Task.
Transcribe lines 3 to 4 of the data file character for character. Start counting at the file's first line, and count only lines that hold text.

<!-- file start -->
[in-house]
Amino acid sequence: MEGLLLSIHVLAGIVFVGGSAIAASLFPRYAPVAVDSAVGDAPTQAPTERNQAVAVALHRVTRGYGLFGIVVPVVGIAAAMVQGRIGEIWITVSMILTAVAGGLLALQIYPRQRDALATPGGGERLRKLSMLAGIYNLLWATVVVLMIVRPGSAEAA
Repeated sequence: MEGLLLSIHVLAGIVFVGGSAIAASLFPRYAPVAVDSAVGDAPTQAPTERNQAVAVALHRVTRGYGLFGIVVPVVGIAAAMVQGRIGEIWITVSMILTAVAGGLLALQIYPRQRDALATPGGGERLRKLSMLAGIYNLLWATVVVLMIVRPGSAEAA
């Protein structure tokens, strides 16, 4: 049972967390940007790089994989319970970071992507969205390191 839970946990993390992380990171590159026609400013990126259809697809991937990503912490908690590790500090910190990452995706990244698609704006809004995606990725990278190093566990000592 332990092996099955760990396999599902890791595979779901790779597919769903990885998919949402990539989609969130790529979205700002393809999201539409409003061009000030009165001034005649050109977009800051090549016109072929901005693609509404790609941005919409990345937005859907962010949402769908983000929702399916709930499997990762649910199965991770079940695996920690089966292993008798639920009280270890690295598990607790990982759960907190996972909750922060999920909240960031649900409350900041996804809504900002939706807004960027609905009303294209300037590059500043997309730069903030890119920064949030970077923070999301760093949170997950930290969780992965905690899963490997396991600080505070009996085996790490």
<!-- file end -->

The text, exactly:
Repeated sequence: MEGLLLSIHVLAGIVFVGGSAIAASLFPRYAPVAVDSAVGDAPTQAPTERNQAVAVALHRVTRGYGLFGIVVPVVGIAAAMVQGRIGEIWITVSMILTAVAGGLLALQIYPRQRDALATPGGGERLRKLSMLAGIYNLLWATVVVLMIVRPGSAEAA
């Protein structure tokens, strides 16, 4: 049972967390940007790089994989319970970071992507969205390191 839970946990993390992380990171590159026609400013990126259809697809991937990503912490908690590790500090910190990452995706990244698609704006809004995606990725990278190093566990000592 332990092996099955760990396999599902890791595979779901790779597919769903990885998919949402990539989609969130790529979205700002393809999201539409409003061009000030009165001034005649050109977009800051090549016109072929901005693609509404790609941005919409990345937005859907962010949402769908983000929702399916709930499997990762649910199965991770079940695996920690089966292993008798639920009280270890690295598990607790990982759960907190996972909750922060999920909240960031649900409350900041996804809504900002939706807004960027609905009303294209300037590059500043997309730069903030890119920064949030970077923070999301760093949170997950930290969780992965905690899963490997396991600080505070009996085996790490």